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Dean of Engineering
Bioengineering
Chemical and Biomolecular Engineering
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New Professors Lecture

Tuesday, October 15, 2013
4:00 PM  to 5:30 PM

McMurtry Auditorium  Duncan Hall


Newly promoted faculty will give 15-minute presentations on their research. A reception will follow the presentations.

Michael Diehl, Associate Professor of Bioengineering
Macromolecular Systems Bioengineering
Many proteins are known to function cooperatively in cells as multi-unit protein complexes. The coupling of proteins in these complexes often leads to sophisticated emergent behaviors that can impact the responses of molecular and cellular pathways. Despite increasing efforts, understanding the molecular basis of collective protein behaviors remains challenging, particularly since methods to investigate the functional properties of these ?macromolecular systems? have advanced much less rapidly compared to traditional single-molecule and bulk proteomic techniques. My laboratory has developed new experimental and computational approaches that allow the coordinated behaviors of proteins within these important functional motifs to be examined with high precision. Our work integrates advances from biomaterials and cellular engineering, chemical biology, synthetic biology and single-molecule biophysics, and has facilitated the development of model protein complexes, cellular platforms, and molecular imaging technologies that provide unique opportunities to interrogate the collective dynamics of proteins and visualize how they function within complex molecular networks. Our use of these systems and approaches for dissecting mechanism underlying the deregulation of intracellular transport processes in neuronal degenerative diseases, and for systems level analyses of regulatory networks governing cell structural transitions implicated in cancer will be discussed.

Rob Griffin, Professor of Civil and Environmental Engineering
Characterization of Particulate Matter and its Precursors in the Southern United States
Particulate matter exists in the atmosphere as a result of both primary (direct emission) and secondary (in situ chemical formation) processes. Up to tens of thousands of these particles (in the size range of 1 nanometer to approximately 10 micron) can exist in every cubic centimeter of air. Because the particles influence climate forcing, cause visibility degradation, and impact human health effects associated with poor air quality, it is critical to understand the primary sources, chemical reactions, and physical processes that control their concentration, composition, and size. In the Griffin research group, we pursue such understanding through a combination of laboratory experimentation, computational modeling, and field-based measurement programs. Field-based activities during recent summers in the southern United States will be highlighted in this presentation.

Oleg Igoshin, Associate Professor of Bioengineering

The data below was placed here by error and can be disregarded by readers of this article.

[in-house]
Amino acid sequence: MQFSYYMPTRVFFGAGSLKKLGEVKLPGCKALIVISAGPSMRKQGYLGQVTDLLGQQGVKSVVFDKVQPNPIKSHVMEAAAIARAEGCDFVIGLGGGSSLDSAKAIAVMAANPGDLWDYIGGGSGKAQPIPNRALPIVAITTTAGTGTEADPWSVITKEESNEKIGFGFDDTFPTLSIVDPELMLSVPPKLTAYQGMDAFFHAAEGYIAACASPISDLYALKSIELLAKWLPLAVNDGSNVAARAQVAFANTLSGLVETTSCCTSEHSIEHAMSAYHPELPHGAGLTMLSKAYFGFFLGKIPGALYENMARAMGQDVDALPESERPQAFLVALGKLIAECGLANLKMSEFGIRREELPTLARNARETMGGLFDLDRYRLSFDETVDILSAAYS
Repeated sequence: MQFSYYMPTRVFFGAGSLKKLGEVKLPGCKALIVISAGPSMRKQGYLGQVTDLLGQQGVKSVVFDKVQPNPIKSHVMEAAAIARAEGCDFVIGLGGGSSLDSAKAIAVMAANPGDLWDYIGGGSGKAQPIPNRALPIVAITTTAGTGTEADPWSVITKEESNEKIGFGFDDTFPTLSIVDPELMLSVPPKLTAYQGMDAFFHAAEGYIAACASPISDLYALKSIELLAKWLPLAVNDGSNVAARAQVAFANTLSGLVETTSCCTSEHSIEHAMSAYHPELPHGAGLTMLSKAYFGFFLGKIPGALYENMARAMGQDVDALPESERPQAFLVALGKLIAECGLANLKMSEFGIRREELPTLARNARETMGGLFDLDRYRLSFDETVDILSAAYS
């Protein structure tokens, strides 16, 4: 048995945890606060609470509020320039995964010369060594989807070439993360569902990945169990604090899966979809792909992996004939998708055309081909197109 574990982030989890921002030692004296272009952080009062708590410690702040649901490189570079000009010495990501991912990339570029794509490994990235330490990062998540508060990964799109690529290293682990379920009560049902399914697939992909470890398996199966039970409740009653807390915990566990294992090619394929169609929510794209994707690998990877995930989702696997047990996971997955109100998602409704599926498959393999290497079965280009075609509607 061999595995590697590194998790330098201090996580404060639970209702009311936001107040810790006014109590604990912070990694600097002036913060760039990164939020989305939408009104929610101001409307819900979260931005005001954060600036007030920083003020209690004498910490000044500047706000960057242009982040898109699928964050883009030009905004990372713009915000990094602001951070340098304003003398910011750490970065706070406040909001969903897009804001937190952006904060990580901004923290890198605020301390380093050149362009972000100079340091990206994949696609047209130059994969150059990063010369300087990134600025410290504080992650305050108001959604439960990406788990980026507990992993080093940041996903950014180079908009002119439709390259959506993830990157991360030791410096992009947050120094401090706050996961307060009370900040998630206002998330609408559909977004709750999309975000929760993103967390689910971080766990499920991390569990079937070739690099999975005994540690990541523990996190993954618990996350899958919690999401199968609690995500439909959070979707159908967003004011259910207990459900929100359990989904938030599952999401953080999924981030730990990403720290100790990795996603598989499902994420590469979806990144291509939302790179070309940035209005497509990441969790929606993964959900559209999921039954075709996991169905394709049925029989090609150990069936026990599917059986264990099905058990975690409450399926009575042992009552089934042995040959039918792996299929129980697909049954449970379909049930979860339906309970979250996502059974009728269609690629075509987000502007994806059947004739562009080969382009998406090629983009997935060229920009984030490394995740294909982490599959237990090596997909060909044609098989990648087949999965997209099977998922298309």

Uncovering Evolutionary Design Principles of Biological Systems: From Bacteria to Stem Cells
Understanding emergent properties of biological systems invokes the same questions as reverse engineering of man-made devices. The first question, “How does the system work?” gives mechanistic understanding of the system of interest. The second question, “Why is the system organized this way?” allows to formulate design principles useful for extrapolating the knowledge to a wider class of systems. In my group, we aim to answer these questions for a wide range of model systems –biochemical networks responsible for bacterial responses to harsh environments, mechanisms of self-organization of microbial communities, and gene-regulatory switches in blood stem cells.

Farinaz Koushanfar, Associate Professor of Electrical and Computer Engineering
Customizable and Adaptive Intelligent Embedded Systems
The objective of my research is to create, design, and realize more intelligent embedded computing systems and applications: those that are more secure, better performing, and less energy consuming. The Adaptive Computing and Embedded Systems (ACES) Lab at Rice University focuses on performing adaptive application-specific customization to address contemporary research challenges in the embedded computation area, ranging from the protection of the technology and embedded systems intellectual property against tampering and malicious exploits, to integration of security in networked embedded systems, assimilation of new and emerging technologies, and creating platforms for addressing big data learning problems.

Beatrice Riviere, Professor of Computational and Applied Mathematics
What Do Oil Production and Intestinal Edema Have in Common?
The mathematical modeling and analysis of intestinal edema and oil and gas production shares many common features. Intestinal edema is a medical condition referring to the excess accumulation of fluid in the interstitial spaces of the intestinal wall. The main problem for a patient with intestinal edema is that the condition causes ileus, a decrease in intestinal transit due to decreased smooth muscle contractility, which can lead to intestinal blockage. The link between edema and ileus is unknown, and is thus the motivation for developing mathematical and computational tools to explore this phenomenon. A large amount of the oil reserve in the U.S. is deemed unrecoverable by current technol- ogy. Enhanced Oil Recovery (EOR), by changing the properties of the reservoir and the hydrocarbons, will help produce some of this trapped oil. Miscible displacement is one important technique used in EOR. There is a need for accurate and robust numerical solutions to the miscible displacement problem.

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